If you’re a Demme fan who fell for his work in Silence of the Lambs, you may not be such a fan of films like Rachel Getting Married.
Still, with lack of psychological tactics and bone-chilling violence, Demme’s work here is no less superb.
2008’s Rachel Getting Married is the story of drug-addict Kym, returning home temporarily for her sister’s wedding. The plot of the film isn’t anything exciting or overtly surprising, but simply consists of whether or not Kym can get through the weekend unscathed.
As the plot continues, we learn that Kym accidentally killed her little brother, and throughout her life has been dealing with the guilt of this event, as well as her continual drug addiction.
First off, I thought the characters were cast supremely well. Anne Hathaway (Kym) is an actress that I’ve always felt to be underrated, while Rosemarie DeWitt was excellent as Rachel. As a music snob, I also loved the fact that TV on the Radio’s Tunde Adebimpe was cast as Sidney.
Indeed, perhaps what kept this film afloat for me was it’s strong emphasis on music. Musicians Tamyra Gray and Robyn Hitchcock contributed music as wedding guests, while Adebimpe sung a solo version of Neil Young’s “Unknown Legend.” While critics said that this type of wedding would never exist (meaning a white woman and black man getting married in a nice part of Connecticut,) I felt the scenes to be untraditional yet realistic. This is the type of wedding that you’d want to be a part of.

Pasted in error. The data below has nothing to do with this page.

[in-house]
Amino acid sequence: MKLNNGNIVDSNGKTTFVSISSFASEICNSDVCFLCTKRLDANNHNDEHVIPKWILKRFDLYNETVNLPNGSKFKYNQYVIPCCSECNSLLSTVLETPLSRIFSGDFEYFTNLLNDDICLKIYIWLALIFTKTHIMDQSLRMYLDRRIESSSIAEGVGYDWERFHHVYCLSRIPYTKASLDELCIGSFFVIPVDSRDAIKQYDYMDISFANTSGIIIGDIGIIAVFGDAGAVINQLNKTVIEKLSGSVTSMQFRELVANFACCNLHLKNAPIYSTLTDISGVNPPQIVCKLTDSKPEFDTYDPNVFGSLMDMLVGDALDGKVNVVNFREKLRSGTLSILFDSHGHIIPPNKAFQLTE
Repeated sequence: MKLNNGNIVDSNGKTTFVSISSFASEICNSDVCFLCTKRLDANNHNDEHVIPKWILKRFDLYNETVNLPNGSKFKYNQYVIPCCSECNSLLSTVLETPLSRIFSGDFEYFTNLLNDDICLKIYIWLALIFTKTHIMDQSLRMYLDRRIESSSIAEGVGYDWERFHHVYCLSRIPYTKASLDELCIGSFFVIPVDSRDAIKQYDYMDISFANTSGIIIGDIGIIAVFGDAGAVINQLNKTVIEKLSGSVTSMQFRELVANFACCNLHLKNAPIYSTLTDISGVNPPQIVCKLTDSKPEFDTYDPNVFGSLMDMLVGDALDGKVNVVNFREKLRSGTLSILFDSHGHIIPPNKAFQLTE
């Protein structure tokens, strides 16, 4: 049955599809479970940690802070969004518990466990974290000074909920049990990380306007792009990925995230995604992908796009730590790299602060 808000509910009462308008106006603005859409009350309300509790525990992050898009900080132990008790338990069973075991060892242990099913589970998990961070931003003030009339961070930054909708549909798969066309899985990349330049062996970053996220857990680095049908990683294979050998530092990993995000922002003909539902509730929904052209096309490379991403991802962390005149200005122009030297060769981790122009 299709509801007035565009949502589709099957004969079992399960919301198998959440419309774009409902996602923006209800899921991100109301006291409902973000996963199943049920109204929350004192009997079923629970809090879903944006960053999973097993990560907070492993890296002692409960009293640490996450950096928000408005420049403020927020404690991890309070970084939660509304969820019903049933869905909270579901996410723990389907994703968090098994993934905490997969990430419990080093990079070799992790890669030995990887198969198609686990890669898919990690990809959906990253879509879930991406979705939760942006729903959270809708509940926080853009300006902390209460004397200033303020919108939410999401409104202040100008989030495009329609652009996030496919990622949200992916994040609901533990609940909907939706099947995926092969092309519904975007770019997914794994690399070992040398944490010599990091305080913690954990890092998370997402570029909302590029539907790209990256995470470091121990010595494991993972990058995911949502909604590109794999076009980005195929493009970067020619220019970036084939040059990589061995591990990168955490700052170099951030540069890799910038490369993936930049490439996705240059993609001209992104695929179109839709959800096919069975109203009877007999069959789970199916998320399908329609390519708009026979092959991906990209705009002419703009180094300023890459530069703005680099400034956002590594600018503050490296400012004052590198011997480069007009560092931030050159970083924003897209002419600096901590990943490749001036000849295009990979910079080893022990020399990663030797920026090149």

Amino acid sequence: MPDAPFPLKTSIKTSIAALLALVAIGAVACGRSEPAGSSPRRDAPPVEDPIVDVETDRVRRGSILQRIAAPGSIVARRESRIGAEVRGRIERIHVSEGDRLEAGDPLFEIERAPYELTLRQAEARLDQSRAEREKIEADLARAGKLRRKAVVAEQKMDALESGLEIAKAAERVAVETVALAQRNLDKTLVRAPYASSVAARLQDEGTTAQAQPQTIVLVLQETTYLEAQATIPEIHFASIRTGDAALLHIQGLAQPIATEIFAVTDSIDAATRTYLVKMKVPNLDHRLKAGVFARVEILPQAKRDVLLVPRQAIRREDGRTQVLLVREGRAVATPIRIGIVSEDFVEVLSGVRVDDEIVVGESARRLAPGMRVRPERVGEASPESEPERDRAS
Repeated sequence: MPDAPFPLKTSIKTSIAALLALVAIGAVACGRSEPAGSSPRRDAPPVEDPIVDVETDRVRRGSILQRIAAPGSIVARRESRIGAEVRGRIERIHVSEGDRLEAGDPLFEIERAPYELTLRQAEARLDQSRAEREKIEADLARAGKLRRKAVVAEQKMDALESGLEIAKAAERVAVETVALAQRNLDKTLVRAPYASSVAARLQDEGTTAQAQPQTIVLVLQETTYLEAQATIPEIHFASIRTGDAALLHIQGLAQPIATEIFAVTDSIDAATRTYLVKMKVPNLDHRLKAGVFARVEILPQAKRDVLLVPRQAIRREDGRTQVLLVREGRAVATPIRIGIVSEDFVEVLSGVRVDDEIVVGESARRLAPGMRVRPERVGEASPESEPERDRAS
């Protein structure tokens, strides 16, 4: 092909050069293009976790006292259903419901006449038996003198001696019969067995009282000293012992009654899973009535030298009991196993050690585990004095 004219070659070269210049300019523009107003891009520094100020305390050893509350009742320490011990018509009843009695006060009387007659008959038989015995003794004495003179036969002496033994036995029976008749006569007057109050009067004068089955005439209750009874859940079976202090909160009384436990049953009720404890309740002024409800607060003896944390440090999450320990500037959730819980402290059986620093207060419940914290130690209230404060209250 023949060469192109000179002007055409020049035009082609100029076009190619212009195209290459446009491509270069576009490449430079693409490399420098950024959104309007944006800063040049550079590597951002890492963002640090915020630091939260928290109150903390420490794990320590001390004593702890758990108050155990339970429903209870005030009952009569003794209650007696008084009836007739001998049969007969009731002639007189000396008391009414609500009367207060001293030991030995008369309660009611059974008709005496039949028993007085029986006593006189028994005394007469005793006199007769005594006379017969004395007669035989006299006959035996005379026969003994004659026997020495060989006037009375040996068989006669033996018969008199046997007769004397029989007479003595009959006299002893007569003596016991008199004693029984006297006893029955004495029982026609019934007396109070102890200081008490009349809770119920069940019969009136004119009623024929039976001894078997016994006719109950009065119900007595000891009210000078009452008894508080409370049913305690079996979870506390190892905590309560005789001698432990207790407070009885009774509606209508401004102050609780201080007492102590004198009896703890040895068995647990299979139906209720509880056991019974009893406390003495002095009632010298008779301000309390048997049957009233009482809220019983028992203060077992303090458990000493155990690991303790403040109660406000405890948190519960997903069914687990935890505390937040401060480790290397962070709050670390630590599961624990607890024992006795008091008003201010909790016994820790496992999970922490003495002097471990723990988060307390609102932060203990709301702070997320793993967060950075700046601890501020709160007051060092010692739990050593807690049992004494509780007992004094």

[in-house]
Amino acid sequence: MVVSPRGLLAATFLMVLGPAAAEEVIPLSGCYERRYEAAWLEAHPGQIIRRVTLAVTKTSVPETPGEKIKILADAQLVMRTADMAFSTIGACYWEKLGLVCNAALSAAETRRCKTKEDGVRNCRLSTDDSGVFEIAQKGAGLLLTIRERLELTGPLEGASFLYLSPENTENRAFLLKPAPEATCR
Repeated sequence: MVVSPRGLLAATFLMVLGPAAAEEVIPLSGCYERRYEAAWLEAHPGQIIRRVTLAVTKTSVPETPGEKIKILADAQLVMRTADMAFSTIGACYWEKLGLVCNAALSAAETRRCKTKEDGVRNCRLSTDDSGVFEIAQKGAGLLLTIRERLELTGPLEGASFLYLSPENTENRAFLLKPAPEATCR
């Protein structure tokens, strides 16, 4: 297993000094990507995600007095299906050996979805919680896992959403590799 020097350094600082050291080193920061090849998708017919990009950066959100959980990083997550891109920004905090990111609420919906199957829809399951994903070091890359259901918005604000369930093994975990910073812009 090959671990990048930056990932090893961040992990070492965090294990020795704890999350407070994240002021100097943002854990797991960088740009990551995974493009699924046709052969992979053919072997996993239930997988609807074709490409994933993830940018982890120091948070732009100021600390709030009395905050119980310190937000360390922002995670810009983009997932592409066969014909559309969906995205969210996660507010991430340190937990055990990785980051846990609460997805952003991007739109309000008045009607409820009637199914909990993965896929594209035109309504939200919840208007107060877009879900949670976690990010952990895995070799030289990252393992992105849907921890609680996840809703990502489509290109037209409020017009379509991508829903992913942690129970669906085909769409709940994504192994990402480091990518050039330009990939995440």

I also felt the story was interesting in terms of guilt. We see a family still torn apart by the death of a loved one, yet they somehow manage to forgive this loved one’s killer, because she is also a member of the family. This film is essentially a testament to forgiveness in itself, and whether each of the characters’ can rise above their resentment in order to forgive Kym for what she has done.
Perhaps the only aspect I could have asked for more of in this film was the development of Kym’s character. While the storyline focused strictly on the wedding event, I wanted to hear more about Kym’s past, and why she was who she was, other than a sometimes-bitchy drug addict who craved attention. It’s clear that Kym felt resentment from her family and perhaps felt a gap in her existence for her entire life, yet unfortunately Demme does not delve into her past. Maybe in a future film. (I also did not understand the R-rating except for a few select scenes, notably language.)
Nonetheless, it’s a film worth watching if you’re interested in straying from the typical Hollywood garbage you’re used to seeing.